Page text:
Micron Technology Inc president Mark Adams said prices of computer memory chips have probably hit a low after a slump that caused losses at three of the four largest companies in the industry.
In December, the Boise, Idaho-based company, the only remaining US maker of dynamic random access memory (DRAM), reported its second straight quarterly loss as product prices fell amid slowing personal computer orders.
“I don’t think DRAM goes down from here,” Adams said in an interview ahead of a company analyst day in Scottsdale, Arizona. “It’s starting to feel like a stable market.”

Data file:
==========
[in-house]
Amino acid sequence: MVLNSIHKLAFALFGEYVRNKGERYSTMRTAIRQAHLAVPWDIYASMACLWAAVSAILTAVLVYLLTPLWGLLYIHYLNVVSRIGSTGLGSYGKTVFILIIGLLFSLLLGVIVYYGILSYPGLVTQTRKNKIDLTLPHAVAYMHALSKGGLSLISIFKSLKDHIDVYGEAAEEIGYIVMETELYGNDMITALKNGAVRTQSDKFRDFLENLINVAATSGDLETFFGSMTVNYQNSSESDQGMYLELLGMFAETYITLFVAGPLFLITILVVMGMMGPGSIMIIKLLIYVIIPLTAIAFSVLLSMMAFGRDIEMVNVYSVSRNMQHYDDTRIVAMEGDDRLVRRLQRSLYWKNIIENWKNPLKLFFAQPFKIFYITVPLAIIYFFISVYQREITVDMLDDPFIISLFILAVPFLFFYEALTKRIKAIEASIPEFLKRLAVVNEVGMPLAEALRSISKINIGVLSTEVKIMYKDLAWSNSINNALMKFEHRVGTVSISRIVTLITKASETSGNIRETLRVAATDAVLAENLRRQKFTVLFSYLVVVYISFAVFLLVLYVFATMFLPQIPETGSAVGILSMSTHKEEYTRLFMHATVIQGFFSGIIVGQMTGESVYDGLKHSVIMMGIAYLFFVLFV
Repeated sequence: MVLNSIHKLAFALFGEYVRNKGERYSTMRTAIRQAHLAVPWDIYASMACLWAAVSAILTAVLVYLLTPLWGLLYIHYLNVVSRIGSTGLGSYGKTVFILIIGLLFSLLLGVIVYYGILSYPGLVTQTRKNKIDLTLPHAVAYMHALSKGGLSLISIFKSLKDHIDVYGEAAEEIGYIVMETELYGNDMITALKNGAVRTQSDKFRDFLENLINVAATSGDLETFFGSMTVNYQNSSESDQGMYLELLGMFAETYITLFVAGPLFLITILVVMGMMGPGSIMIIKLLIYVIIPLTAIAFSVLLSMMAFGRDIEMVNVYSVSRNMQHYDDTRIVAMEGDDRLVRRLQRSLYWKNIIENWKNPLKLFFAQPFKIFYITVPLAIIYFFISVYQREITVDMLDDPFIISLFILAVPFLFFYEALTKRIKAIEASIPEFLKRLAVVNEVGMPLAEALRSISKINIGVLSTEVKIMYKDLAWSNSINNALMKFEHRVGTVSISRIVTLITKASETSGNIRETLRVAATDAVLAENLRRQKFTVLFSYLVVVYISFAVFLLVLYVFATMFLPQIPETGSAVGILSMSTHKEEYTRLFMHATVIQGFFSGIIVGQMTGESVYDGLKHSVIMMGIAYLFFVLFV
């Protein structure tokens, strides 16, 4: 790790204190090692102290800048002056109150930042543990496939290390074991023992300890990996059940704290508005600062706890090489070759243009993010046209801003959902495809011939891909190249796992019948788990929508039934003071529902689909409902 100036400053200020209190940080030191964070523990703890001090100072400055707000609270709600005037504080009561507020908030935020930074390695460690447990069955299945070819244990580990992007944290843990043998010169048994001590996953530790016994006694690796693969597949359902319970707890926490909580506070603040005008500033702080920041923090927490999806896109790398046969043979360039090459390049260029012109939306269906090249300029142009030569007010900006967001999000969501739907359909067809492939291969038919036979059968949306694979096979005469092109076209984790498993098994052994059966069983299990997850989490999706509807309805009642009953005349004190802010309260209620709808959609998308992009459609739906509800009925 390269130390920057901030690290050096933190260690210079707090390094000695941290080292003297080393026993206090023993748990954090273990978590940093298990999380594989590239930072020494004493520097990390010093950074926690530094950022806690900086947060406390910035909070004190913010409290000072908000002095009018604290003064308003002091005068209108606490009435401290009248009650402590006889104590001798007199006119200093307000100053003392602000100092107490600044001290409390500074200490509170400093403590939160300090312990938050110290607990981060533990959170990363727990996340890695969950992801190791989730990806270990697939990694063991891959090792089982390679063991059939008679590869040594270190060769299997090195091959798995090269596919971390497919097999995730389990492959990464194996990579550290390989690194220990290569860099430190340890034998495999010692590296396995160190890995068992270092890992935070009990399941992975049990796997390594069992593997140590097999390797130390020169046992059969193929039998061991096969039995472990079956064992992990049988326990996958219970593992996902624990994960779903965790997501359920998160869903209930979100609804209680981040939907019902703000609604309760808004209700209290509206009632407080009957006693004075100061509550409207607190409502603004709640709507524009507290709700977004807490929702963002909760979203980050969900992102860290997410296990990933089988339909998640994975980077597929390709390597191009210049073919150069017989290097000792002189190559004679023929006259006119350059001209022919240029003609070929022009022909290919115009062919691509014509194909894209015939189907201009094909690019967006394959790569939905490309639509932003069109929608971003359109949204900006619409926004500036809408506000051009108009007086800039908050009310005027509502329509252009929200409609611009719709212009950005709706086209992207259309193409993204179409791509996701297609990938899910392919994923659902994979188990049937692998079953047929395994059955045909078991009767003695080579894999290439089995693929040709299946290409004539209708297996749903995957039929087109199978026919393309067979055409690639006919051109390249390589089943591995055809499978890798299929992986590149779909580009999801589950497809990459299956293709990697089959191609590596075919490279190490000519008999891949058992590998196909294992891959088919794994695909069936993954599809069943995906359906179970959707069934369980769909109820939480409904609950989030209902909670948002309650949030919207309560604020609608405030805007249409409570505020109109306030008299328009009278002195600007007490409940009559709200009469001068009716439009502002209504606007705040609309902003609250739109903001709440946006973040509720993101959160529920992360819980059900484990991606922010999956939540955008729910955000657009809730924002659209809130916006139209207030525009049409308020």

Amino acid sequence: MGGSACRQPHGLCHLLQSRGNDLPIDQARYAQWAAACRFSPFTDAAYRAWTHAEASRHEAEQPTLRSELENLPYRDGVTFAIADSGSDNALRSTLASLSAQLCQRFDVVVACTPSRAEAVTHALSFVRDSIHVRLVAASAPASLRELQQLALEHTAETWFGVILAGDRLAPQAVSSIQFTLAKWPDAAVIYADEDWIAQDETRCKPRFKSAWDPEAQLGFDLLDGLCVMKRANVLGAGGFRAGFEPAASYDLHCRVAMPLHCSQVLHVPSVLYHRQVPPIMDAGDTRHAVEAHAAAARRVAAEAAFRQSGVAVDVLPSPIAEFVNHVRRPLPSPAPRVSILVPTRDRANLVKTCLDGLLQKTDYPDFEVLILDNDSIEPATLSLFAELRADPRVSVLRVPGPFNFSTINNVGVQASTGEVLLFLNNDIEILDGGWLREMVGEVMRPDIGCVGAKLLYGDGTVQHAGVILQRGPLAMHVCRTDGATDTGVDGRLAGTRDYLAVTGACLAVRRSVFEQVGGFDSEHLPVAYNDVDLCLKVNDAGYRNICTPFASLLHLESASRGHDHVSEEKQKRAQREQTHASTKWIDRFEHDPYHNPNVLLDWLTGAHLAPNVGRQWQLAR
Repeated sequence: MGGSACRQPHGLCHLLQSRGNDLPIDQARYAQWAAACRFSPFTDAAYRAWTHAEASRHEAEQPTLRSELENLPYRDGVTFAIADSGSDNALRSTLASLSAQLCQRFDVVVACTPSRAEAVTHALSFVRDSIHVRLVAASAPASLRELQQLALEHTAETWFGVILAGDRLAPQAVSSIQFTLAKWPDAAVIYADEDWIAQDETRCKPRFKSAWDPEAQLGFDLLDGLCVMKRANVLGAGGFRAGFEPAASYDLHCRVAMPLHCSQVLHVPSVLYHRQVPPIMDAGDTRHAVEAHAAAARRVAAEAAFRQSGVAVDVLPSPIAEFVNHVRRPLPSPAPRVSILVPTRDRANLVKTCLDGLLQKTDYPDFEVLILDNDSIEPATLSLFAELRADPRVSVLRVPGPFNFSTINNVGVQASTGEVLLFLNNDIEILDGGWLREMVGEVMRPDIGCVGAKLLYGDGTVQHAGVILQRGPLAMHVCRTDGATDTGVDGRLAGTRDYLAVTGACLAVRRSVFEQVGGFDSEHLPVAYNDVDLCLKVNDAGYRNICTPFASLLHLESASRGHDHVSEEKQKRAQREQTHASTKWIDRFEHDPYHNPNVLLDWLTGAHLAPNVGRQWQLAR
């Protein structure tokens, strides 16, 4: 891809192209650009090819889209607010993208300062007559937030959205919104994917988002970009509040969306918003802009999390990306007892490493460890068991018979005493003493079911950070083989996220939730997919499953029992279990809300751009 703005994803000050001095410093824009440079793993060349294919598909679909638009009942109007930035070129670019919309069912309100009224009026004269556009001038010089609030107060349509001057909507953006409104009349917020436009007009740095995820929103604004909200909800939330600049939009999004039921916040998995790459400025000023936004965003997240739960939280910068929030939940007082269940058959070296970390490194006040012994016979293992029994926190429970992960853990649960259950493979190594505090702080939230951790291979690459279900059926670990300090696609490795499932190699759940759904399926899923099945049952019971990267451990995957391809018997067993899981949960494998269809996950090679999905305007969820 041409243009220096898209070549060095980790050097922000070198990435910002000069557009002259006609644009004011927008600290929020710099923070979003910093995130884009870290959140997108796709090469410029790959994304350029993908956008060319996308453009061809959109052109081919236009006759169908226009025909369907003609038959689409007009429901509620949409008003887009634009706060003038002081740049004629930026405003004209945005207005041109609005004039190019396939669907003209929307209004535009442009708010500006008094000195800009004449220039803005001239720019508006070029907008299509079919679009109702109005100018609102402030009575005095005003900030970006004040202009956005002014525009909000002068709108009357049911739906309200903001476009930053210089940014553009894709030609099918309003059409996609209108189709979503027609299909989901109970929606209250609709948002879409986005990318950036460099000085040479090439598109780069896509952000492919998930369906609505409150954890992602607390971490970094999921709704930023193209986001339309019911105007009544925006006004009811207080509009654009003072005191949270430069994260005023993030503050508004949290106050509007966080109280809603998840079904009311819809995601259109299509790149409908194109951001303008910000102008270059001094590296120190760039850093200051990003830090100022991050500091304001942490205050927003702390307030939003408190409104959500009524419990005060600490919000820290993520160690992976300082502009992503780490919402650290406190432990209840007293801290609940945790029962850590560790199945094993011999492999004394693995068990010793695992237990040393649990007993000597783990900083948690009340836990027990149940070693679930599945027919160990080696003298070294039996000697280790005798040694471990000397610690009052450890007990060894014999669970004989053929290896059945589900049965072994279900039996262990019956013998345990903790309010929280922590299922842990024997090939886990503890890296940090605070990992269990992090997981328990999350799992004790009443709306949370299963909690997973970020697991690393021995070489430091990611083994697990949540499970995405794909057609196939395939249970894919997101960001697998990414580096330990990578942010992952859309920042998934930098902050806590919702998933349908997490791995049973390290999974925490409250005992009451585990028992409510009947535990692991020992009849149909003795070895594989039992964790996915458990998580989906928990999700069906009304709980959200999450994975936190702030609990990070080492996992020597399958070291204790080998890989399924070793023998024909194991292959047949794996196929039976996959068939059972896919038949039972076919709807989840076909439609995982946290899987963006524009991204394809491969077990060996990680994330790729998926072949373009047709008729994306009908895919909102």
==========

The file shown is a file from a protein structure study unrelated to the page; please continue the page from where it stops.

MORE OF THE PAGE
Chipmakers are struggling to match supply with demand in the market for memory in personal computers, where plants take years to come online and cannot be shut down cheaply.
Underlining that, last year industry sales dropped 26 percent to US$29.2 billion, according to an estimate by market researcher Gartner Inc. That followed a 72 percent surge in 2010.
Adams was promoted to company president last week following the death of former chief executive officer Steve Appleton in an airplane accident. Former chief operating officer Mark Durcan has reversed his retirement decision and is taking on Appleton’s position.
The industry is inching closer to Appleton’s vision of a more stable business populated by few producers, Adams said.
Only the Suwon, South Korea-based Samsung Electronics Co, the largest maker of computer memory, which also gets income from mobile phones, flat panel displays and home electronics, has remained profitable.